You can erase some of this post from your memory. Non-suicidal self-injury, Cutting did not make it and is stuck in the back – maybe section. During the process of updating the Diagnostic and Statistical Manual of Mental Disorders (DSM) from the DSM-IV to the DSM-5 a lot of things were proposed. Some of those suggested changes were instituted and others were left out. This post includes mostly ideas that did make it to the final DSM-5. Because these ideas were included in a lot of research articles and other blog posts I have left the post up but need to tell you that some this information is now out of date.

Will you be cured or struck with a new mental illness next year?

The way we understand mental illness is about to change. When the DSM-5 is published about May of 2013, millions of people will find their mental health diagnosis suddenly shuffled. Several conditions that bring clients to therapy every day, that didn’t used to be disorders, will suddenly appear. Some old disorders will disappear or become merged with others. This happened before when Manic Depressive Disorder disappeared and the Bipolar Disorders in all their shades took its place.

We Counselors don’t write the book so we don’t get much say on these changes but in order to get our clients the help they need we have to play along with the changes the Psychiatrists make in the rule book. These new rules include the latest research and hopefully refine and improve the system we use to figure out what mental, emotional or behavior problems the client has.

The new book, DSM-5 is still under review but from the version on-line we can see a lot of the directions the new version will take. There is still time for some revisions to the new DSM, but most of these changes look pretty certain.  I have been reading the new version on-line trying to get myself mentally prepared for the changes. Here are some trends I see.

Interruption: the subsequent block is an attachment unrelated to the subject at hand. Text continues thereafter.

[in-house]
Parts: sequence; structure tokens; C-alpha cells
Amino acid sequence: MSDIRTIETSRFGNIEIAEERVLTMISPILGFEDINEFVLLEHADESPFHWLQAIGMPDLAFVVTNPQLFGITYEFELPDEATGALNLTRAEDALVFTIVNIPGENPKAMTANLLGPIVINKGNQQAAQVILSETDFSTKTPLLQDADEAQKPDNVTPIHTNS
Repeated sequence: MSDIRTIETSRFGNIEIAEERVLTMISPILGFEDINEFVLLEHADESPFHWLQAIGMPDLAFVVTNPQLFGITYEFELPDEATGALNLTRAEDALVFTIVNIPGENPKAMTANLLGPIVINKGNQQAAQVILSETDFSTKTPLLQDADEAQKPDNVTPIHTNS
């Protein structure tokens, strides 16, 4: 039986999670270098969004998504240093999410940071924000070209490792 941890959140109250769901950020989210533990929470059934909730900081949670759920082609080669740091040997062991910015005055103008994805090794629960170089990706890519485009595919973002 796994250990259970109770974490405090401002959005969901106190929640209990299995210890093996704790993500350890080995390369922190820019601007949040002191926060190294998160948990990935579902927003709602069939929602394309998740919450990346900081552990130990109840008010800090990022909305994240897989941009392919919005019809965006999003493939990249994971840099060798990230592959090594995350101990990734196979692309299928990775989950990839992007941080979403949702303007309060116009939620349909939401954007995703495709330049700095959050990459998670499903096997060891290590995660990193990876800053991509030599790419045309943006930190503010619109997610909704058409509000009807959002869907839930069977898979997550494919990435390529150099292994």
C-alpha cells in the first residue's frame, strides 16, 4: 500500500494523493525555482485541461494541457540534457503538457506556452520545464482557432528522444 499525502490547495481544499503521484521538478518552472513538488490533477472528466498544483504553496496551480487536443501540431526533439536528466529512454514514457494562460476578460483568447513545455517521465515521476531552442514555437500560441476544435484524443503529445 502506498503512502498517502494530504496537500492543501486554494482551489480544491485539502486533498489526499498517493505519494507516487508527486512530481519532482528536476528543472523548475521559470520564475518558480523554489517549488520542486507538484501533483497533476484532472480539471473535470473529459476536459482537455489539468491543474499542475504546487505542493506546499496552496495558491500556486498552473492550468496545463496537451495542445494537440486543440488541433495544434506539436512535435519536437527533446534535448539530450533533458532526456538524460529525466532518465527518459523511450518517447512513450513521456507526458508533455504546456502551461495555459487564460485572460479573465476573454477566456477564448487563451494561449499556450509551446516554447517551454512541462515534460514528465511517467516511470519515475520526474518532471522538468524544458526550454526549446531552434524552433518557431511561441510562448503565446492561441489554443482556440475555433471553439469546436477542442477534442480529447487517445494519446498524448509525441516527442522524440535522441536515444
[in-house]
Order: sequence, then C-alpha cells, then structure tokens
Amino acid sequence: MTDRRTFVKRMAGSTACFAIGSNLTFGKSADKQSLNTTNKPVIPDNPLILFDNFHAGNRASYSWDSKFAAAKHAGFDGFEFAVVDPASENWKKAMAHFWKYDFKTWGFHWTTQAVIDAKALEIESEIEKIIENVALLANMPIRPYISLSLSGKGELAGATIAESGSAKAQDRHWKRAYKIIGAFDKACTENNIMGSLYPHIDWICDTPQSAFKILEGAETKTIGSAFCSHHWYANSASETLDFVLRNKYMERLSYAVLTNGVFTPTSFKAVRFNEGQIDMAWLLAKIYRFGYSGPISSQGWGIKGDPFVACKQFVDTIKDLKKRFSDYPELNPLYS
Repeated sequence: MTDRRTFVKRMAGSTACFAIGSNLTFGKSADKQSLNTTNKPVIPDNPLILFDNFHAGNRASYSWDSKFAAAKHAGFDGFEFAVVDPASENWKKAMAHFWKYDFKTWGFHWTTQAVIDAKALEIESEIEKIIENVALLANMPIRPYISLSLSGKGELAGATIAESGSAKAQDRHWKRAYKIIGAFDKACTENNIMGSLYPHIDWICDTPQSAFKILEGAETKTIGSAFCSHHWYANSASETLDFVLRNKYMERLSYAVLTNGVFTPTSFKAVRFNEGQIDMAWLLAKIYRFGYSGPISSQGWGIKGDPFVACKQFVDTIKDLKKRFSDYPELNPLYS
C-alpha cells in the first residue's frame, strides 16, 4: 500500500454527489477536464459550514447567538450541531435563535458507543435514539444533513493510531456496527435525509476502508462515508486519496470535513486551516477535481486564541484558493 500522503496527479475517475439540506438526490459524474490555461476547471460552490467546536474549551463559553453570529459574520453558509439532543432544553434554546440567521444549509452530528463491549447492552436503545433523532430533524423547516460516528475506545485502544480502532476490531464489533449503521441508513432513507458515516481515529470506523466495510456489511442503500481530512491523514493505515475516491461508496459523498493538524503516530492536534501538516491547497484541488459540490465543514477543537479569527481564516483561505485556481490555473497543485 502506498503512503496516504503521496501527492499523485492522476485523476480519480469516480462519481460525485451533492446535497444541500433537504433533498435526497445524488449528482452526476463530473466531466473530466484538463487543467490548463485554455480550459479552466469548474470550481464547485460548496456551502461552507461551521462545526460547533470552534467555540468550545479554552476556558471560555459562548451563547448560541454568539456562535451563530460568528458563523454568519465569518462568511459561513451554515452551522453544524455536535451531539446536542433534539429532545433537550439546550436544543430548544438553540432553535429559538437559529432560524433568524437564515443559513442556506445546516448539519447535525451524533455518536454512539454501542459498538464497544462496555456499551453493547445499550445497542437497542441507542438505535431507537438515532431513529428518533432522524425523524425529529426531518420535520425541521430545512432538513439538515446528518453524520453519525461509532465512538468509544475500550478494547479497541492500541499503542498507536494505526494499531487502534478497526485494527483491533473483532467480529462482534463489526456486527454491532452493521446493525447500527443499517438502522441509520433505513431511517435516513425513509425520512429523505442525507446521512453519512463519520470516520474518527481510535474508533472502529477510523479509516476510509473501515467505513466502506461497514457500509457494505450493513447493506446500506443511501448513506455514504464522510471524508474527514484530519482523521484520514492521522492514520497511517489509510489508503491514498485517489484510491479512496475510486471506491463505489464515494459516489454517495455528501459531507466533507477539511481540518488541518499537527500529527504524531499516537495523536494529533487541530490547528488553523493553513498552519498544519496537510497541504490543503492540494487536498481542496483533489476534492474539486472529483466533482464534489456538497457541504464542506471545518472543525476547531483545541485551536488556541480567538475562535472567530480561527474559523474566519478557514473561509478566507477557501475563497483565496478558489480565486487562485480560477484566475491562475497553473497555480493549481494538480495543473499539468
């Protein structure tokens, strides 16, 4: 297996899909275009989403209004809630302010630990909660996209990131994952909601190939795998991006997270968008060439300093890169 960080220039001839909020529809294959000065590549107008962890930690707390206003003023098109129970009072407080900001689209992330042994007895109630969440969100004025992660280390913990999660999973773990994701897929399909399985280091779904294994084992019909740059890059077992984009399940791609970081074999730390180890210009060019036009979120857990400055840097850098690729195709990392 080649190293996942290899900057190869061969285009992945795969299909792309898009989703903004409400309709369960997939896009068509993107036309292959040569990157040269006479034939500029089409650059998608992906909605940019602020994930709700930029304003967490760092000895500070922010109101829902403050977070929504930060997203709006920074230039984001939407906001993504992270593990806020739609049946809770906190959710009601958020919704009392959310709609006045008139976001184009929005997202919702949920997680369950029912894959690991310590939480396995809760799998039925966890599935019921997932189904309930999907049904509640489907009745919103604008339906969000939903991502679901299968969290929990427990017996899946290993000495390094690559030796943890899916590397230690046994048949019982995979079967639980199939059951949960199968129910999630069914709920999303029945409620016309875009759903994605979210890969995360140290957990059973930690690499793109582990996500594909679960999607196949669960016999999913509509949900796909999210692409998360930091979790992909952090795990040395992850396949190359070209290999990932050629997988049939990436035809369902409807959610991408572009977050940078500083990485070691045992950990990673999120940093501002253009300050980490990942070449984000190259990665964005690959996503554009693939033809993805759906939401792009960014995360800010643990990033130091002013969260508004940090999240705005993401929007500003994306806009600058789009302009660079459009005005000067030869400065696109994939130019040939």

Anger becomes a Disease – sort of

We know that anger and the loss of control that comes with excess anger is a serious problem. There is a huge group of people who have been required to take an anger management class. So far anger has not been a diagnosis. We have tried to force the angry client into other existing diagnoses. Some people with anger are depressed, some are anxious some are just bad people and so on.

Cognitive therapists have been saying for years, and I agree with this, that most anger management classes fail because they seek to teach clients how to control their anger after they are already angry. Having the person who is furious count to ten only delays the explosion. The time to intervene is teaching the client not to “anger themselves” in the first place. You read that right. Others do not “make us angry” we “anger ourselves” when they don’t do what we want them to.

So we need a specific diagnosis for people who anger themselves too much and then lose control.  With kids we were calling this “Disruptive Behavior Disorder” or “Oppositional Defiant Disorder” sometimes this means blaming them as in “bad kid” diagnoses. We need to try to find ways to help kids learn new approaches. With adults they became “depressed or anti-social, or worse.

The new label for this problem will become “Disruptive Mood Dysregulation Disorder”

Cutting and Self Mutilation becomes a disorder.

Cutting and all the other self mutilating behaviors are a huge problem. Parents call or bring their kids in because of this all the time. There are hundreds of book on the subject and lots of research that says this is a distinct separate disorder. But up till the DSM-5 we had to shoehorn this into something else.